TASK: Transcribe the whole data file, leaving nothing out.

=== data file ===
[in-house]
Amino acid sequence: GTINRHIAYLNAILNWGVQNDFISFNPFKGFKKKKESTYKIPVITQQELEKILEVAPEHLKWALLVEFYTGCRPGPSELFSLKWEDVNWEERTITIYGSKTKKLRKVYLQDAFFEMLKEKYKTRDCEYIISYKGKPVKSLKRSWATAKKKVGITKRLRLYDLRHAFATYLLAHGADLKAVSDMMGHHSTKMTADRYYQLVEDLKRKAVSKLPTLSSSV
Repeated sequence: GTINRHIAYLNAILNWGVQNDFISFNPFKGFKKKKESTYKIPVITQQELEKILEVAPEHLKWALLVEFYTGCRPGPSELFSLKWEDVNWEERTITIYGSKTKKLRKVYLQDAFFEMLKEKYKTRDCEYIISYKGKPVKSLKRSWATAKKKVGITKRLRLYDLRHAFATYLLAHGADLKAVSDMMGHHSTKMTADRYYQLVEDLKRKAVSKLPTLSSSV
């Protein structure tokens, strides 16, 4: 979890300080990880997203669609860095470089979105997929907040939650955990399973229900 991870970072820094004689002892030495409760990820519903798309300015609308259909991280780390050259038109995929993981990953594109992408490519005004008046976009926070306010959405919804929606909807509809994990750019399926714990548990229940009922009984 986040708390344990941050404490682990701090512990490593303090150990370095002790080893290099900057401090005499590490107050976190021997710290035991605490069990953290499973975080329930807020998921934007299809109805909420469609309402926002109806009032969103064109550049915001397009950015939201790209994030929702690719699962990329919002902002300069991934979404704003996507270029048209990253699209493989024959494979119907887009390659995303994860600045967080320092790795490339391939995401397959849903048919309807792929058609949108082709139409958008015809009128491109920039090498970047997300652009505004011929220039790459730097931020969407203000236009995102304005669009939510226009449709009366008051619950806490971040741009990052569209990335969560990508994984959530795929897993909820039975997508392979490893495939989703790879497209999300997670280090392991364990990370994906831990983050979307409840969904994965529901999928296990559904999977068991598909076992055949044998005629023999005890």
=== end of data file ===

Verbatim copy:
[in-house]
Amino acid sequence: GTINRHIAYLNAILNWGVQNDFISFNPFKGFKKKKESTYKIPVITQQELEKILEVAPEHLKWALLVEFYTGCRPGPSELFSLKWEDVNWEERTITIYGSKTKKLRKVYLQDAFFEMLKEKYKTRDCEYIISYKGKPVKSLKRSWATAKKKVGITKRLRLYDLRHAFATYLLAHGADLKAVSDMMGHHSTKMTADRYYQLVEDLKRKAVSKLPTLSSSV
Repeated sequence: GTINRHIAYLNAILNWGVQNDFISFNPFKGFKKKKESTYKIPVITQQELEKILEVAPEHLKWALLVEFYTGCRPGPSELFSLKWEDVNWEERTITIYGSKTKKLRKVYLQDAFFEMLKEKYKTRDCEYIISYKGKPVKSLKRSWATAKKKVGITKRLRLYDLRHAFATYLLAHGADLKAVSDMMGHHSTKMTADRYYQLVEDLKRKAVSKLPTLSSSV
């Protein structure tokens, strides 16, 4: 979890300080990880997203669609860095470089979105997929907040939650955990399973229900 991870970072820094004689002892030495409760990820519903798309300015609308259909991280780390050259038109995929993981990953594109992408490519005004008046976009926070306010959405919804929606909807509809994990750019399926714990548990229940009922009984 986040708390344990941050404490682990701090512990490593303090150990370095002790080893290099900057401090005499590490107050976190021997710290035991605490069990953290499973975080329930807020998921934007299809109805909420469609309402926002109806009032969103064109550049915001397009950015939201790209994030929702690719699962990329919002902002300069991934979404704003996507270029048209990253699209493989024959494979119907887009390659995303994860600045967080320092790795490339391939995401397959849903048919309807792929058609949108082709139409958008015809009128491109920039090498970047997300652009505004011929220039790459730097931020969407203000236009995102304005669009939510226009449709009366008051619950806490971040741009990052569209990335969560990508994984959530795929897993909820039975997508392979490893495939989703790879497209999300997670280090392991364990990370994906831990983050979307409840969904994965529901999928296990559904999977068991598909076992055949044998005629023999005890």